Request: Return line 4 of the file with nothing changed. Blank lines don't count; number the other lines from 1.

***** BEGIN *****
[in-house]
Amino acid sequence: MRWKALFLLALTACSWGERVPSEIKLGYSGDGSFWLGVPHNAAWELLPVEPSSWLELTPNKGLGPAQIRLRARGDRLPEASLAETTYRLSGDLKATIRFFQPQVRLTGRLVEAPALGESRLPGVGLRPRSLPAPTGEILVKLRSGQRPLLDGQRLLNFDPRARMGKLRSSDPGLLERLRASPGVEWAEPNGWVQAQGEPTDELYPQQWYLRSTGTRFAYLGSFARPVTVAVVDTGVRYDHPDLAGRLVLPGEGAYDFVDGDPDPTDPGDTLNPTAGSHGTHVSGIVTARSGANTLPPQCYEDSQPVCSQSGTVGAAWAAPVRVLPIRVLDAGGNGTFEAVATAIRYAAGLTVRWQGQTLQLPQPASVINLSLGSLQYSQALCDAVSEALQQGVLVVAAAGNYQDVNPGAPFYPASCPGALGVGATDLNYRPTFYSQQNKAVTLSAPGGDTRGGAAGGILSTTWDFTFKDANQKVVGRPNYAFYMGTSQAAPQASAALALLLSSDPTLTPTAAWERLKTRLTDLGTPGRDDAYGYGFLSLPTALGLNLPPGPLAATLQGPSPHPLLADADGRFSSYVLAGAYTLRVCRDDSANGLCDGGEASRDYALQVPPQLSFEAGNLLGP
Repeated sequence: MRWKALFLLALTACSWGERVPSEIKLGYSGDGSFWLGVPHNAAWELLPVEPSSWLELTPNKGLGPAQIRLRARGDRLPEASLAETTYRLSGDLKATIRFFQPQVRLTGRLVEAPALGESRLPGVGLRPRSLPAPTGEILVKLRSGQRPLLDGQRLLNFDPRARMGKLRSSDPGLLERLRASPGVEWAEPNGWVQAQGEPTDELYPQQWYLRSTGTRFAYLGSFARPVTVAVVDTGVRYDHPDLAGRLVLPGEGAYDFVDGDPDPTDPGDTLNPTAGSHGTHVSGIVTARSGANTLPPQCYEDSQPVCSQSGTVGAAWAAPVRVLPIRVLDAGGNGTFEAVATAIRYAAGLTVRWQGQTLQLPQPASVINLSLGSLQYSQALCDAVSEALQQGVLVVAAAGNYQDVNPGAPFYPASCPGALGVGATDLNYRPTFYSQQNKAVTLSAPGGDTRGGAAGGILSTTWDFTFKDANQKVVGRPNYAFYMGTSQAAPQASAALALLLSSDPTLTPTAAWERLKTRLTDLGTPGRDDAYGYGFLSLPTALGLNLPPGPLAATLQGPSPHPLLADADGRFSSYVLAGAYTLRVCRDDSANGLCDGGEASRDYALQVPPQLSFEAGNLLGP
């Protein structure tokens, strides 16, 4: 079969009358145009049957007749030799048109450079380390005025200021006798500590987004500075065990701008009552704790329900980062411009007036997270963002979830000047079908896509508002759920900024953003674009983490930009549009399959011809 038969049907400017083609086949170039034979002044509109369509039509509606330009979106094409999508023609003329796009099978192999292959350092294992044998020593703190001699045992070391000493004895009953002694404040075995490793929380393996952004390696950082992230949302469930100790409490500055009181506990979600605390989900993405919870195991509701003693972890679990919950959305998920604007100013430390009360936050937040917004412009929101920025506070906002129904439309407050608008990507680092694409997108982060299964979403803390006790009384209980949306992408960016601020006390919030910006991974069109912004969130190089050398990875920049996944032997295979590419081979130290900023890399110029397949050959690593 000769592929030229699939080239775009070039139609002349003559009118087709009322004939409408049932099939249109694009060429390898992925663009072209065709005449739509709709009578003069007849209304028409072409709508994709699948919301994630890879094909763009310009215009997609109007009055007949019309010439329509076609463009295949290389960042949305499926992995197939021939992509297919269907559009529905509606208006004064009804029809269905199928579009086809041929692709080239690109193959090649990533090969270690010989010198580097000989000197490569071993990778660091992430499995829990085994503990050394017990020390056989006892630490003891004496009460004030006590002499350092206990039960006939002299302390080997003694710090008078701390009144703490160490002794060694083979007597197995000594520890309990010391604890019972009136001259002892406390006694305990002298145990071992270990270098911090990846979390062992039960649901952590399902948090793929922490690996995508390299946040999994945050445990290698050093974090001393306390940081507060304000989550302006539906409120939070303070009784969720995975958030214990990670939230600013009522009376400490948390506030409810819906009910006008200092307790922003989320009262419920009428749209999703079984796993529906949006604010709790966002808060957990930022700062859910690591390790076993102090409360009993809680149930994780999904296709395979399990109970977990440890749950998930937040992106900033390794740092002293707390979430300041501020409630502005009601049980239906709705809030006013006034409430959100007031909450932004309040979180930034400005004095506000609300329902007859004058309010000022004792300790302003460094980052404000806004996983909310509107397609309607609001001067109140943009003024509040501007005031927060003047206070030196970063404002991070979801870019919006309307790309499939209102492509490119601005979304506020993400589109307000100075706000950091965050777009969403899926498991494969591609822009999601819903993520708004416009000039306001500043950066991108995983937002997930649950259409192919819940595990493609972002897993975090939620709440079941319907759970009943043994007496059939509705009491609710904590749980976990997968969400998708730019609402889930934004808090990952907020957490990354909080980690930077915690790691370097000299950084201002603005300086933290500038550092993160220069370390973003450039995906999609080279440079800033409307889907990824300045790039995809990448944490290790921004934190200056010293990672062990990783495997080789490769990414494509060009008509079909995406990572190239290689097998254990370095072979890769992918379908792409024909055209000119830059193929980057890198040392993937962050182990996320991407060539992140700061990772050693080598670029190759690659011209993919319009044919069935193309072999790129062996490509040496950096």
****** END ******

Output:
């Protein structure tokens, strides 16, 4: 079969009358145009049957007749030799048109450079380390005025200021006798500590987004500075065990701008009552704790329900980062411009007036997270963002979830000047079908896509508002759920900024953003674009983490930009549009399959011809 038969049907400017083609086949170039034979002044509109369509039509509606330009979106094409999508023609003329796009099978192999292959350092294992044998020593703190001699045992070391000493004895009953002694404040075995490793929380393996952004390696950082992230949302469930100790409490500055009181506990979600605390989900993405919870195991509701003693972890679990919950959305998920604007100013430390009360936050937040917004412009929101920025506070906002129904439309407050608008990507680092694409997108982060299964979403803390006790009384209980949306992408960016601020006390919030910006991974069109912004969130190089050398990875920049996944032997295979590419081979130290900023890399110029397949050959690593 000769592929030229699939080239775009070039139609002349003559009118087709009322004939409408049932099939249109694009060429390898992925663009072209065709005449739509709709009578003069007849209304028409072409709508994709699948919301994630890879094909763009310009215009997609109007009055007949019309010439329509076609463009295949290389960042949305499926992995197939021939992509297919269907559009529905509606208006004064009804029809269905199928579009086809041929692709080239690109193959090649990533090969270690010989010198580097000989000197490569071993990778660091992430499995829990085994503990050394017990020390056989006892630490003891004496009460004030006590002499350092206990039960006939002299302390080997003694710090008078701390009144703490160490002794060694083979007597197995000594520890309990010391604890019972009136001259002892406390006694305990002298145990071992270990270098911090990846979390062992039960649901952590399902948090793929922490690996995508390299946040999994945050445990290698050093974090001393306390940081507060304000989550302006539906409120939070303070009784969720995975958030214990990670939230600013009522009376400490948390506030409810819906009910006008200092307790922003989320009262419920009428749209999703079984796993529906949006604010709790966002808060957990930022700062859910690591390790076993102090409360009993809680149930994780999904296709395979399990109970977990440890749950998930937040992106900033390794740092002293707390979430300041501020409630502005009601049980239906709705809030006013006034409430959100007031909450932004309040979180930034400005004095506000609300329902007859004058309010000022004792300790302003460094980052404000806004996983909310509107397609309607609001001067109140943009003024509040501007005031927060003047206070030196970063404002991070979801870019919006309307790309499939209102492509490119601005979304506020993400589109307000100075706000950091965050777009969403899926498991494969591609822009999601819903993520708004416009000039306001500043950066991108995983937002997930649950259409192919819940595990493609972002897993975090939620709440079941319907759970009943043994007496059939509705009491609710904590749980976990997968969400998708730019609402889930934004808090990952907020957490990354909080980690930077915690790691370097000299950084201002603005300086933290500038550092993160220069370390973003450039995906999609080279440079800033409307889907990824300045790039995809990448944490290790921004934190200056010293990672062990990783495997080789490769990414494509060009008509079909995406990572190239290689097998254990370095072979890769992918379908792409024909055209000119830059193929980057890198040392993937962050182990996320991407060539992140700061990772050693080598670029190759690659011209993919319009044919069935193309072999790129062996490509040496950096």